Ignatius Strecker came
to America from Germany in 1853. He, his wife, and daughter settled in St. Joseph’s Parish in St. Louis, Missouri. He was a temperate, conscientious,
religious man. Ignatius was devoted to his family, which eventually numbered nine children. He was also a hard worker in the soap factory where
he found employment.
In this factory, one day towards the end of 1861, Mr. Strecker accidentally struck his chest sharply against a pointed piece of iron. His breastbone
was injured, though no outward wound was at first visible. Still there was considerable pain, a burning sensation, and some swelling. This
busy workman did not pay too much attention to his injury, until after two months. The tumor-like inflammation began to grow alarmingly and
there was no way to drain off the accumulating malignant matter. Doctor Joseph Heitzig, the family physician, was called in.
Certain external remedies were tried and failed to cure him. Doctor Heitzig opened up the wound with an instrument, only to find the breastbone
and some ribs on the left side in a state of incipient decomposition. A series of injections failed to clear this up, as did other remedies.
The patient only grew worse. Moreover, violent coughing accompanied by copious sputum pointed to tuberculosis. Fever set in, respiration became
difficult, and food could not be taken. Mr. Strecker was so weakened and fatigued that he had to give up his employment and spend weeks at
a time as an invalid in bed.
After nine months of steady treatment without success, Doctor Heitzig asked the family to call in Doctor William Schoenemann, considered one of
the best specialists in America. After a thorough examination of some futile attempts at healing, the doctor pronounced Mr. Strecker incurable
and gave him two weeks to live. Mr. Strecker did not die, but lingered on for many months. He finally turned from human remedies to place himself,
with resignation, in the hands of Divine Providence. He began to prepare for death.
At this critical moment, the famous parish missionary, Father Francis Xavier Weninger, S. J. arrived at St. Joseph’s to preach a mission. After
the mission, Mrs. Strecker happened to be present in the church when Father Weninger was preaching a sermon on Blessed Peter Claver. Father
Weninger pointed out Peter Claver’s great intercessory power with God. After the sermon, he blessed the people with a relic of Peter Claver.
Mrs. Strecker was a woman of deep faith. She went home and begged her husband to ask Peter Claver to cure his fatal maladies. Although Mr. Strecker had never heard of Peter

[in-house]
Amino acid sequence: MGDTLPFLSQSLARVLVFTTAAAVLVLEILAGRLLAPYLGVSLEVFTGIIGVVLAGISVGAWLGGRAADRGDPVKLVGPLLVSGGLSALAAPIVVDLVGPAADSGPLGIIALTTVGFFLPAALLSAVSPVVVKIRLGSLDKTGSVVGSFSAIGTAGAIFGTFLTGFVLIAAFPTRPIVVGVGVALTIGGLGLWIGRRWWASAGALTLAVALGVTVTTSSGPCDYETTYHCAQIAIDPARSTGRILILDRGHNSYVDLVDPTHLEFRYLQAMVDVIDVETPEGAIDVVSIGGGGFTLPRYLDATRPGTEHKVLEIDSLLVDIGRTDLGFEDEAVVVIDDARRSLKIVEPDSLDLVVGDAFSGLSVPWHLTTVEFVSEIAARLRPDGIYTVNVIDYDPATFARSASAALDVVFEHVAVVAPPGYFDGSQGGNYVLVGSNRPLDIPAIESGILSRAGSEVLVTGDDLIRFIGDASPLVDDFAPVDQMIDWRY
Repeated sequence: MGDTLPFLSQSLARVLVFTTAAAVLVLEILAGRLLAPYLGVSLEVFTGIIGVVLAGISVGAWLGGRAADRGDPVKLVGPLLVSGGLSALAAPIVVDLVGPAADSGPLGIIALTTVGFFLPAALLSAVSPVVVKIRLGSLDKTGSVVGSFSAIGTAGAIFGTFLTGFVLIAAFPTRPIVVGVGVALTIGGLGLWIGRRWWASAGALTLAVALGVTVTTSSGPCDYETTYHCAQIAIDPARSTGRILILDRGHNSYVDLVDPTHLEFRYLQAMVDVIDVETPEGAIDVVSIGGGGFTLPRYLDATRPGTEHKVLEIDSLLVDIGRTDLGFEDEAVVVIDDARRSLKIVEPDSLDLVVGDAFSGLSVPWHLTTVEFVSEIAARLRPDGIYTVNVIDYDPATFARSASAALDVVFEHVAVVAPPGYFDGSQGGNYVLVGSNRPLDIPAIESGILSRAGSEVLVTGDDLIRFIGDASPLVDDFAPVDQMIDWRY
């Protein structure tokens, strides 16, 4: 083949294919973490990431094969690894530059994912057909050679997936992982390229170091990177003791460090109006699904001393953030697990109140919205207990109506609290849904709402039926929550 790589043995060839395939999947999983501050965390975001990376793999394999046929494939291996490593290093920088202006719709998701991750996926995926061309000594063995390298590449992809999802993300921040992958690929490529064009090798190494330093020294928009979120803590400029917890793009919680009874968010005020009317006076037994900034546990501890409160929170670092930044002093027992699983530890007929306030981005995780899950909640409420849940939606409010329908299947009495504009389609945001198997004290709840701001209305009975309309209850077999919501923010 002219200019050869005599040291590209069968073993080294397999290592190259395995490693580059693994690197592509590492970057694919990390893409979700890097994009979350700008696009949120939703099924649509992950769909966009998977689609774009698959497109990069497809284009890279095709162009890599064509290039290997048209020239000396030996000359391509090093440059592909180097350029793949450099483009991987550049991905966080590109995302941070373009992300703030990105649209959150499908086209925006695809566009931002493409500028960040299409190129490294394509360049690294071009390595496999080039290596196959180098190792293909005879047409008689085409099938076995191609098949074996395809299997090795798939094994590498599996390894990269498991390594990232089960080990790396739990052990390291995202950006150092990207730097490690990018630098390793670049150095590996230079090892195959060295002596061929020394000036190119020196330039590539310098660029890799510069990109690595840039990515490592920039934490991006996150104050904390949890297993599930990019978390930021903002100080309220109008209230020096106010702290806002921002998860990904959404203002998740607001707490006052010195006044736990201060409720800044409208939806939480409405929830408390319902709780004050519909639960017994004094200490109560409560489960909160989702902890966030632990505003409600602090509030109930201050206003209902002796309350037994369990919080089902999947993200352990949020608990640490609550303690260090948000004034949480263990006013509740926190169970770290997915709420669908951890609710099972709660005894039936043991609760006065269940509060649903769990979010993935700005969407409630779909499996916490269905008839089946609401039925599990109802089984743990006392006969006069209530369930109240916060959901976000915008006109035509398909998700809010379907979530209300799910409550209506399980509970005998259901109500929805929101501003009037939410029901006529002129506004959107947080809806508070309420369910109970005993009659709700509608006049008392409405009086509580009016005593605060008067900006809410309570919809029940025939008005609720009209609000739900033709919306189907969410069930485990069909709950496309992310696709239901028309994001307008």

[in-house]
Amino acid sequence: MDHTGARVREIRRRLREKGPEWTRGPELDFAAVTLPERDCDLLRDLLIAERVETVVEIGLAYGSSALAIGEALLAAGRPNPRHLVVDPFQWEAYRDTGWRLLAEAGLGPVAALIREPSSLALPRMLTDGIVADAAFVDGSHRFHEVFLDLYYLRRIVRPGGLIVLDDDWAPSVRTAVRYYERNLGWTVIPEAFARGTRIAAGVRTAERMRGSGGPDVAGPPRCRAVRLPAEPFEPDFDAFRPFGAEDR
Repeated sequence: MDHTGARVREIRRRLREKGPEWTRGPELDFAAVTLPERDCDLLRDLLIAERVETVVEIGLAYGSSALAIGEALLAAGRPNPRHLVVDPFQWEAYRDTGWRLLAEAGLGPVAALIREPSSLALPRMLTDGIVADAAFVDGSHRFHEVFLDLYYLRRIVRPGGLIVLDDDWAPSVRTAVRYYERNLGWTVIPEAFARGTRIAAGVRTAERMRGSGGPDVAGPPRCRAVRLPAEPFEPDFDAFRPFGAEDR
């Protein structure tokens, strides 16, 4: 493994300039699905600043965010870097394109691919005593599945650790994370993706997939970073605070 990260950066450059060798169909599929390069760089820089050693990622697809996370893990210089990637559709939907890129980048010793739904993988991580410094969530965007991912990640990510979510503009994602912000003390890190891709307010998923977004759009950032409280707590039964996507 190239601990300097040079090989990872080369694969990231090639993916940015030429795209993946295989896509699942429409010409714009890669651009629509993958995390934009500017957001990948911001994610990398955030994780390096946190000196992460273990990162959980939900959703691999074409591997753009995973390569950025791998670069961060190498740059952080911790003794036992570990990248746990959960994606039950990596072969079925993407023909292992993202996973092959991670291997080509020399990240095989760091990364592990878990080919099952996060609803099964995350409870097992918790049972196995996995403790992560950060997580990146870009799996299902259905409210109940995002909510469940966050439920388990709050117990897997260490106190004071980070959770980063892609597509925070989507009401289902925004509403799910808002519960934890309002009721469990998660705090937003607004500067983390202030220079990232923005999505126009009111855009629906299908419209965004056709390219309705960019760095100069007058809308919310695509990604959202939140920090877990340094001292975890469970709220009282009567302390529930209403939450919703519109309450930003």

Claver before this, he began to invoke him and ask for his help. The next day, with the last ounce of his strength, he literally dragged himself
to St. Joseph’s Church and came in just as Father Weninger was blessing the sick with the relic. With sincere faith and strong confidence he
placed himself in the line of the sick. Father Weninger blessed him and allowed him to kiss the relic.
What occurred now, Ignatius always found hard to explain. He said he felt a sudden increase in courage, a strengthening of faith, and an utter
assurance that he would recover his health through the intercession of Peter Claver. The relic had no sooner been applied than the external
suppurating sore began to disappear. The breastbone and ribs healed rapidly and the tuberculosis of the lungs vanished – all within a week
or two. In fact, the day after the blessing with the relic, Mr. Strecker was back on the job in the factory. Despite great fatigue, he could
already do a reasonable day’s work.
Dr. Schoenemann was astonished. Although not a Catholic, He declared that he recognized in the cure, a miracle of God’s omnipotence. The cure was
complete. There was never any relapse. Years later, Mr. Strecker died on June 4, 1880 in St. Nicholas parish, adjoining St. Joseph’s. The City
Board of Health issued a certificate that he died of typhoid fever and not as a consequence of his previous illnesses. Ignastius was buried
in old SS. Peter and Paul Cemetery.
Two years after the cure, a thorough canonical investigation was made by the Most Reverend Michael O’Connor who was for many years Bishop of Pittsburgh
but now a member of the Society of Jesus. The miracle was formally declared authentic in Rome by Cardinal Bianchi in 1887. This miracle was
chosen as one of the required two for the canonization process of Peter Claver. He was canonized the following year and his feast is now celebrated
in the universal church on September 9th.
Many of his descendants are still living in St. Louis and throughout the United States.